A public square for marketers

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A Public Square for Marketers
A Public Square for Marketers

Marketing automation software provider Marketo recently launched customer community Marketing Nation along with its network component Program Exchange. The new reveals are designed to share “the power of the network” and help marketers connect and accelerate their practices, says Marketo CMO Sanjay Dholakia.

“The driving force is that marketing has been done one way for hundreds of years in our traditional Mad Men style,” Dholakia says. “Over the past 10 years or so marketing has gone through this fundamental transformation and revolution, which, frankly, is putting a lot of power and control in the hands of marketers because 50 to 70% of the buying process is now done before somebody ever talks to a company or salesperson.”

Marketing Nation is a community that gives marketers who are Marketo customers the tools to interact with one another and share ideas to discover effective marketing practices. The public square consists of more than 2,000 customer companies and more than 20,000 users. The Program Exchange, a component of Marketing Nation, is a library that allows marketers to share programs and templates in attempt to save time and effort in uncovering successful marketing strategies.“I literally just have to plug in, and now all of a sudden I'm able to market at the speed of some of the best marketers out there and leverage not just great technology, but great ideas, other people in terms of their best practices, and really help me get to where I need to faster and with far less risk,” Dholakia says. “I don't have to relearn or rebuild what very smart people before me have had to figure out. There's no reason that our 2,001st customer should have to go through the same learning curve and time to value that our first customer did.”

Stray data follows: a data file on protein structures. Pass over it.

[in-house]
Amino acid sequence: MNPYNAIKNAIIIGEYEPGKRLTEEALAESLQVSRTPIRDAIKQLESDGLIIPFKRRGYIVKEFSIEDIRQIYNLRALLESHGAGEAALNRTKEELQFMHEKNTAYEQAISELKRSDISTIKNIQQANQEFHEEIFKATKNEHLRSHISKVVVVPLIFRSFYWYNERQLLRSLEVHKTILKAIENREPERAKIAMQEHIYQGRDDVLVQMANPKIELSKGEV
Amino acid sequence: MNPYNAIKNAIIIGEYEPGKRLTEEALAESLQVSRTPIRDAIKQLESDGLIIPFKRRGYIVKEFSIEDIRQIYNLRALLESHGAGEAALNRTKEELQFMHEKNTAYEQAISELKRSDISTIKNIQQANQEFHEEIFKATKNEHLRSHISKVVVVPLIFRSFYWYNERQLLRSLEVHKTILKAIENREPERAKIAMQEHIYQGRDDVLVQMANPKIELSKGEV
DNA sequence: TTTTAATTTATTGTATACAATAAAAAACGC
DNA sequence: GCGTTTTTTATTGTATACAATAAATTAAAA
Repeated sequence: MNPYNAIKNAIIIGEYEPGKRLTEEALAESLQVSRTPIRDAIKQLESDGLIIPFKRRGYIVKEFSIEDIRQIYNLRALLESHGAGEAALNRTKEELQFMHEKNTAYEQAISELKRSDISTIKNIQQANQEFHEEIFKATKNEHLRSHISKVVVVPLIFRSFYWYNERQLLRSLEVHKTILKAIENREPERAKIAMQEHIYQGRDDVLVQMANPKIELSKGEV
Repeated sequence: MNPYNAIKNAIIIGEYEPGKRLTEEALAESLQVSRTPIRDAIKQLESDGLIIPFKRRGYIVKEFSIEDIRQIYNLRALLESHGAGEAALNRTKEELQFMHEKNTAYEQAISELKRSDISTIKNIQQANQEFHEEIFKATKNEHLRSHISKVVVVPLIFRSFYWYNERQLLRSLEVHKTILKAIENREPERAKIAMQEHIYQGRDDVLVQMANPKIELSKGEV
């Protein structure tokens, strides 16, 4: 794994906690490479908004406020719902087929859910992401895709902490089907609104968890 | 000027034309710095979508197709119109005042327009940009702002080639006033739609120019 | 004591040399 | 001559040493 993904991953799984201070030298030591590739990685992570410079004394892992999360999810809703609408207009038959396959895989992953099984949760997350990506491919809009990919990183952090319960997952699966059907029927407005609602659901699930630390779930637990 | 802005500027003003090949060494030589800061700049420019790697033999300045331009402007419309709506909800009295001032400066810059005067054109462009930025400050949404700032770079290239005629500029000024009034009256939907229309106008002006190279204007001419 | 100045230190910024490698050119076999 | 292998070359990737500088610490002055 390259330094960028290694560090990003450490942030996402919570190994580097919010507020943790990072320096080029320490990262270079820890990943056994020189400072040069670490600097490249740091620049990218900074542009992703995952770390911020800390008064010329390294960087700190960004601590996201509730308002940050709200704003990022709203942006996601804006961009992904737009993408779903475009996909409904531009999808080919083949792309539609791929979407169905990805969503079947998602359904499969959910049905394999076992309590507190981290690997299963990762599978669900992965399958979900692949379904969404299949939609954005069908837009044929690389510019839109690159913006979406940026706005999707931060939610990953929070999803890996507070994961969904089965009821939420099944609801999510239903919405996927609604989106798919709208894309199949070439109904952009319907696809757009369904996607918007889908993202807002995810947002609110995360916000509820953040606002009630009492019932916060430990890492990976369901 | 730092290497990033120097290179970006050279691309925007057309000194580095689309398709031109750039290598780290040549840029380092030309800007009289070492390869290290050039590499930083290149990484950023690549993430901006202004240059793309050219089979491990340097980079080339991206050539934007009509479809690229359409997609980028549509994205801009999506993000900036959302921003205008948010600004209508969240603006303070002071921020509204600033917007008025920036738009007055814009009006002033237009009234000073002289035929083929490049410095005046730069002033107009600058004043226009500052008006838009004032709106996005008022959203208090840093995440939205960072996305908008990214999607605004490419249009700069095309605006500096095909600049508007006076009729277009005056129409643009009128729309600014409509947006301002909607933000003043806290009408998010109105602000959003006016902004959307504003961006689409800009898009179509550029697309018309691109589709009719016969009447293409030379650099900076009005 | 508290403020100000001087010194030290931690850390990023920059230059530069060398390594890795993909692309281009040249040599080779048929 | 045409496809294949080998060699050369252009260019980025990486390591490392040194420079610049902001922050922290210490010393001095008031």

Dholakia said the Program Exchange was inspired by the consumer realm, particularly Facebook.

“Functionality-wise, it's not that Facebook has stuff that is so much better or different than Myspace, or Friendster, or pick your network,” Dholakia says. “It was the fact that [it] was the place that just proportionality had the people, that had the knowledge, that had the expertise there that created the value…. We thought, well, how can we replicate that?”

Dholakia says the two products also break down the barrier between small businesses and large enterprises.

“It allows small companies to emulate big companies where it's appropriate. It allows big companies to learn from nimble small companies. It allows big companies to look for relevant expertise from other big companies,” Dholakia says. “It's all intrinsic in the power of the network and being able to connect all of those people, so I think it works for our entire target market.”

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